Penchant for Pumpkin

There is little doubt that fall is underway in Oregon’s Willamette Valley.  As much as I have held out hope for more warm weather, temperatures this morning dropped to 45 degrees and there is talk that it will get close to freezing overnight.

On the bright side, fall weather gives me ample reason to get a jump on pumpkin season.  Earlier, I dashed to the store to stock up on cans of pumpkin pulp, should the mood strike.  And of course, it did.

I was not happy with my latest tapioca pudding made in the multicooker. As much as I tried to convince myself otherwise, the tapioca had turned unpleasantly gooey.  When you prefer a light creamy tapioca, this is not going to happen when it boils unmercifully under pressure.  Excessive heat breaks down the tapioca and turns it rubbery.

Thus, goaded on by my penchant for pumpkin, I was further compelled to launch into a deeper Tapioca Inquiry.  Armed with pumpkin and an abundance of small tapioca pearls, I was enthusiastically prepared to get to the bottom of this.

I revisited basic tapioca preparation and began by soaking it for 30 minutes to soften. This cuts overall cooking time, too. With that in mind, it doesn’t take long to prepare old-fashioned tapioca on the stove.  The main point is to not let it boil—but allow it to thicken and let the pearls swell.

A couple of eggs helps here.  Early on, the yolks are combined with milk to form a custard base and thicken with the tapioca. The pumpkin pulp and spices are added, and finally, the two egg whites are whipped until thick and folded into the pumpkin tapioca to further lighten it.  The pumpkin tapioca happens in less than a half hour.

It is good warm, cool, or chilled.  Sweet.

Pumpkin-Spiced Tapioca

Ingredients
⅓ cup small pearl tapioca (not quick tapioca)
¾ cup water
2 eggs, room temperature, divided
2¼ cups 2% milk, room temperature, divided
½ cup brown sugar
1 cup pumpkin pulp
1 tsp cinnamon, ½ tsp ginger,  ¼ tsp each salt, nutmeg, and allspice
1 Tbsp granulated sugar
1 tsp vanilla extract

Directions

  1. In advance: soak pearl tapioca in ¾ cup water in 2½ quart pan or larger for 30 minutes to soften.
  2. In a 1 cup measure beat the egg yolks, whisk in the brown sugar until thick and dissolved, then whisk in ¼ cup milk.
  3. Place the pot over medium heat. With a spatula stir egg mixture into the soaking tapioca, then add 2 cups milk.
  4. Bring it to a simmer stirring to keep from sticking on bottom. Once steamy with bubbles beginning to form, reduce heat to low and cook gently for 5 minutes until it thickens and pearls swell.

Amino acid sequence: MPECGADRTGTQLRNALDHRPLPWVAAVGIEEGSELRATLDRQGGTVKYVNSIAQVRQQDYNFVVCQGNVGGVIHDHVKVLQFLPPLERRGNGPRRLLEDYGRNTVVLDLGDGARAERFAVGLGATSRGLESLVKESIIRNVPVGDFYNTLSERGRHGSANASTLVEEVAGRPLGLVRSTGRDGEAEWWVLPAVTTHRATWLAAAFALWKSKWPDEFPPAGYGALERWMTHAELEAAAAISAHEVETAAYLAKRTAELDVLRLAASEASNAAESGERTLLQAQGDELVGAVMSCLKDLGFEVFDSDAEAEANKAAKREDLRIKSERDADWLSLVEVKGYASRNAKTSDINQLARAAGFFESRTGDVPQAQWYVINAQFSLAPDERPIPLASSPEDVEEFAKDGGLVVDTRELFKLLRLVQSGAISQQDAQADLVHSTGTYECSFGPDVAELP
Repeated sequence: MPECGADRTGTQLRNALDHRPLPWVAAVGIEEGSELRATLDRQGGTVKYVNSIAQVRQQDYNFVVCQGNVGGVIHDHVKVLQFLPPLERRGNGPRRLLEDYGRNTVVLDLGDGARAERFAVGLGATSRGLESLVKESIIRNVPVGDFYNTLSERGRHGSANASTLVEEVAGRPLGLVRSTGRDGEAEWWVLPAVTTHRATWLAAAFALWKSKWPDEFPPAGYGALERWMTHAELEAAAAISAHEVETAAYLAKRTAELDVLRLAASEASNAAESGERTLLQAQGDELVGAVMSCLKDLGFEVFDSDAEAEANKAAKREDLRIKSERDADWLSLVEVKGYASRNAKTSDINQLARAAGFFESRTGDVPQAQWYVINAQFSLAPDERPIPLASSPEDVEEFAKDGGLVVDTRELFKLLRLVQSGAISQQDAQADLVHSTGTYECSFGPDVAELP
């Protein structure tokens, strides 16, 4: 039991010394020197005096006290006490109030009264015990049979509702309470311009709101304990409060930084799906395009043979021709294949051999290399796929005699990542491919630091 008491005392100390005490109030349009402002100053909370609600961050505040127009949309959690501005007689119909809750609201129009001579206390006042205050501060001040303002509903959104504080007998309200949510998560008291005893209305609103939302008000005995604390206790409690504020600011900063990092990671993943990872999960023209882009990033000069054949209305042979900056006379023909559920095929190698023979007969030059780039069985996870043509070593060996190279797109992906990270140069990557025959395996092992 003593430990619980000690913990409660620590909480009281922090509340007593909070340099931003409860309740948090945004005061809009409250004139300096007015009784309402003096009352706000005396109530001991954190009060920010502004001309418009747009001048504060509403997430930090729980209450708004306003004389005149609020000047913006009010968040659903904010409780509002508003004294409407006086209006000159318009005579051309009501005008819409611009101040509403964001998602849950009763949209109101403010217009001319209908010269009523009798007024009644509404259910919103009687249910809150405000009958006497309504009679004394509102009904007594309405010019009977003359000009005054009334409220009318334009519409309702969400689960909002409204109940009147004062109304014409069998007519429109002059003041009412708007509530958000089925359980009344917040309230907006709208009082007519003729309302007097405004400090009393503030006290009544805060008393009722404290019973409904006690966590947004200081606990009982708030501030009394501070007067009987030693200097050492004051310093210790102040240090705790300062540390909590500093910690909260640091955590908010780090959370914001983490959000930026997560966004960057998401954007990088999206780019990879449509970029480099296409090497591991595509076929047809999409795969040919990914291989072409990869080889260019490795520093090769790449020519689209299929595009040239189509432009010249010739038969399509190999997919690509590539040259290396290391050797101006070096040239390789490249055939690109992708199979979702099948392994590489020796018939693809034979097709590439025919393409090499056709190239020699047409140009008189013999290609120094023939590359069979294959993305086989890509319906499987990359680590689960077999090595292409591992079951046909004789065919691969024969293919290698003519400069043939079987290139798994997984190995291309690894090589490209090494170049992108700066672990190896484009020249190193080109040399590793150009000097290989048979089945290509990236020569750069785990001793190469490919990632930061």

5. Combine the pumpkin, spices, salt and stir into the pot. Cook 5 minutes longer, stirring occasionally with spatula. Meanwhile, in a small mixing bowl beat the egg whites until foamy, slowly add the granulated sugar until thick and peaks form.
  6. Gently stir ½ cup of hot tapioca into the whipped whites to temper, then fold whites into the tapioca. Cook over low heat, folding and stirring with spatula to thoroughly combine the tapioca until it is hot and steamy, about 3 minutes. Remove from heat and stir in the vanilla.  Serve warm or cool.  Cover and chill in refrigerator 3 hours and up to 3 days.  Serves 4 -6

Rabbit Hole Rewards

It always mystifies me how recipes evolve.  It’s like falling into a rabbit hole and not wanting to come out.  Of course, with a blog named Culinary Distractions, that is not a big reveal.

If you happen to read the previous post, you’ll know this one is inevitable. The major reason for the dulce de leche preparation was to have a supply available to test this idea.  Before that, it all started because I had too much buttermilk.

Old-fashioned tapioca made with toasty sweet dulce de leche seemed a perfect match with the creamy tartness of buttermilk.  But I was wary of buttermilk in tapioca pudding.  The pudding must simmer in order to cook the pearls and thicken it, and the heat could cause the buttermilk to separate in the process.tapoica cooking

When I realized I could use less buttermilk and simply add it once the pudding had thickened, the idea finally came together.  Tapioca is fine without the addition of egg, but even a little makes a difference, even one yolk.  Cooking the egg yolk too long is also problematic, but incorporating the yolk once the tapioca thickens would add just enough egginess to do the job and lend a thick creamy mouth feel.  After that, the buttermilk could be heated to blend flavors, but not boiled.

tapioca spoonSo here it is, I’m out of the rabbit hole, back in the sunlight enjoying the rewards of a lovely discovery.taapioca partial glass

Dulce de Leche Buttermilk Tapioca

Old fashioned tapioca gives pearly thick results blended with the sweet-tart combination of dulce de leche and buttermilk.

1/3 cup pearl tapioca
2 ½ cups milk
1/2 cup dulce de leche, depending on preferred sweetness
1/8 tsp sea salt
1 egg yolk, beaten
1 cup buttermilk
1 tsp vanilla extract

  1. Soak the tapioca in 1 cup milk for 1 hour.
  2. In a heavy medium pot over medium-high heat, combine the tapioca mixture, dulce de leche, the remaining 1 1/2 cups milk, and salt.  Whisk to incorporate the dulce de leche and bring mixture to a simmer.  Reduce heat to low and cook until mixture thickens, pearls swell and become translucent, 10 to 12 minutes; whisk frequently to keep the bottom from sticking and scorching.
  3. Temper the egg yolk by mixing a bit of the hot mixture into it and adding it back into the pot.  Continue whisking, about 1 minute. Add the buttermilk and cook until it returns to a simmer, approximately 1 minute longer.  Remove from the heat and stir in the vanilla.
    Cover the surface with plastic wrap and let cool.  Serve warm, room temperature or chilled.  It will thicken substantially as it cools.  Store in the refrigerator up to 3 days.  Serves 6

As a pudding, sprinkle with fresh grated nutmeg.  Thin it and use it as a warm sauce over fresh fruit or cake.